Scene 1: We’re on a subway and an elderly Polish lady, dressed all in pink (for Mother’s Day, perhaps), going to Penn Station randomly asks a hulking young man of decidedly intimidating appearance for help getting her bag out of the car and onto the platform. You could not have picked a more unlikely duo for this particular dialogue.
He was engrossed in a conversation with his friend and didn’t hear her at first. When she asked again, he wasn’t sure what she said because of her thick accent. Finally, a young pregnant girl beside them offers to help. The Polish lady refuses and starts pointing at the man and scolding vigorously. The young man shrugs, the Polish intonations still coming a little too thick and fast for him to understand. The young girl translates, “She wants you to help because you’re big.”
He grins sheepishly and picks up the suitcase. The Polish grandmother toddles off happily.
Scene 2: We’re walking through an airport and a young man is coming home from college (again, perhaps for Mother’s Day.) He’s meandering his way from the gate, weaving back and forth across the concourse and trying to carry on a somewhat agitated conversation with said mother. My first instinct is to pass him but then I decide to hold back and eavesdrop a little bit. The son obviously has no patience for his mother:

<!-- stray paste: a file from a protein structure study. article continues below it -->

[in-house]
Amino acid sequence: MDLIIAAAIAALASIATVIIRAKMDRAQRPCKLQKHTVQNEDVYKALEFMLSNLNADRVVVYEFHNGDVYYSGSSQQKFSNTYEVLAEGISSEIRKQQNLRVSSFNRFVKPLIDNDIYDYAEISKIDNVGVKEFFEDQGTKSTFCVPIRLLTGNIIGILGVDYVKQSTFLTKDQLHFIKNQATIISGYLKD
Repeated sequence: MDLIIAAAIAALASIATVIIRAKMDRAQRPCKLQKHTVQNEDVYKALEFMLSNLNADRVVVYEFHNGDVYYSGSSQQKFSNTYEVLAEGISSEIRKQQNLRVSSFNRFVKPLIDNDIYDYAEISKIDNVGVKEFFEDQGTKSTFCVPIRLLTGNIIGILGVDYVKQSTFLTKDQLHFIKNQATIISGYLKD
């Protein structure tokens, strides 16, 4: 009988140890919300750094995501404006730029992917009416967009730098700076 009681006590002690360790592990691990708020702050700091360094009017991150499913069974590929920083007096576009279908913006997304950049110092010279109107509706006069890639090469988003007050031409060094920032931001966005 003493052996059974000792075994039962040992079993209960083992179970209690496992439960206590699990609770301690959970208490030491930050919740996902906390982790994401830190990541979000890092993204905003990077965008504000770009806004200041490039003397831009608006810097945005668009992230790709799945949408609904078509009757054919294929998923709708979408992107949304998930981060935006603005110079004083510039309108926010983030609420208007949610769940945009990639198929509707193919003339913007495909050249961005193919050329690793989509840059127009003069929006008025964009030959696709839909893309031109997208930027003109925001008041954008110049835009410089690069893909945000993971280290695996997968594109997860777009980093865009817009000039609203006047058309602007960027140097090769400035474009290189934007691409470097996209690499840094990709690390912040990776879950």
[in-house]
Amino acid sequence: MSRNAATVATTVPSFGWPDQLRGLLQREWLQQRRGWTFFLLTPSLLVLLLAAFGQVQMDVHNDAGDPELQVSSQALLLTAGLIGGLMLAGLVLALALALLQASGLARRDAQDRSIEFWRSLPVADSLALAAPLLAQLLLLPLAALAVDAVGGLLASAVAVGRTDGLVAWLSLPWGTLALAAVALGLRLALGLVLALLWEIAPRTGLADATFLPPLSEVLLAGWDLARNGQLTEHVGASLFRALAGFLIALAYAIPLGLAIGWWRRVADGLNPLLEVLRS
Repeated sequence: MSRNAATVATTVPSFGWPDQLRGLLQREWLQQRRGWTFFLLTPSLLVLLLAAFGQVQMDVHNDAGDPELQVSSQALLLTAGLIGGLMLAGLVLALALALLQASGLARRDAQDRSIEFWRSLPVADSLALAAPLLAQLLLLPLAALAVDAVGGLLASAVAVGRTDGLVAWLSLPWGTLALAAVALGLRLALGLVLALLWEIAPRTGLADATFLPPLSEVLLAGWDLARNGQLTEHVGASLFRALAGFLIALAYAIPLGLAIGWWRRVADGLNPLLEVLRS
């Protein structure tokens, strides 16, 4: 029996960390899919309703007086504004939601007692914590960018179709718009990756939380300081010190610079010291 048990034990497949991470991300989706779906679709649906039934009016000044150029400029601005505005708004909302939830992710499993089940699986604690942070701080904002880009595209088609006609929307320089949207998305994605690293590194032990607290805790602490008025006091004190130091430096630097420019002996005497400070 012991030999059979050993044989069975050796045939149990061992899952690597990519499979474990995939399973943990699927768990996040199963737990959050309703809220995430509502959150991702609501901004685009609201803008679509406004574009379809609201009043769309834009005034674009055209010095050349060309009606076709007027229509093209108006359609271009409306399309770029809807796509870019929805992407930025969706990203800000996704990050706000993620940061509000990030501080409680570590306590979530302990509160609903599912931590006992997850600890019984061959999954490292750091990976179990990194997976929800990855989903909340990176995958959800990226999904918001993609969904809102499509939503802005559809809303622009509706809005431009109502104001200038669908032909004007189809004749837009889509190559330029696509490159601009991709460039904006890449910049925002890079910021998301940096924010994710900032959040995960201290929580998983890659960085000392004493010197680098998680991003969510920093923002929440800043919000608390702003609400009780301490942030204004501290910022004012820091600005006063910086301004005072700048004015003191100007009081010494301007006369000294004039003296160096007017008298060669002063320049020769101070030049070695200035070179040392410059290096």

“Mom, I told you, I never asked you to come and get me. It was your idea.”
“Why are you picking me up in departures? I’m arriving. You should be in arrivals.”
“I can’t help it if you have to go all the way around again to get there. You should have thought of that before you pulled into the airport.”
I can only imagine how the rest of this Mother’s Day visit went. Next time, let him catch a cab.
Scene 3: We’re in one of those tacky souvenir shops off Times Square (no, it wasn’t my idea). Two elderly ladies come in and ask to see a T-shirt that says “Help Donald Drumpf make America Great Again”
“Why is it spelled ‘Drumpf’?”
The shop owner (in another thick accent – Middle Eastern this time), “It’s wacky spelling.”
“It’s a joke. It’s a jokey T-shirt.”
“Do you have one spelled correctly?”
“You want real T-shirts?”
“No, we only have the jokey ones.”
Meanwhile, outside a sidewalk prophet is yelling that Jesus is the only true way and that we are headed straight to hell -- all while standing under a 60-foot-high electronic screen advertising “The Book of Mormon.”
New York – you crack me up.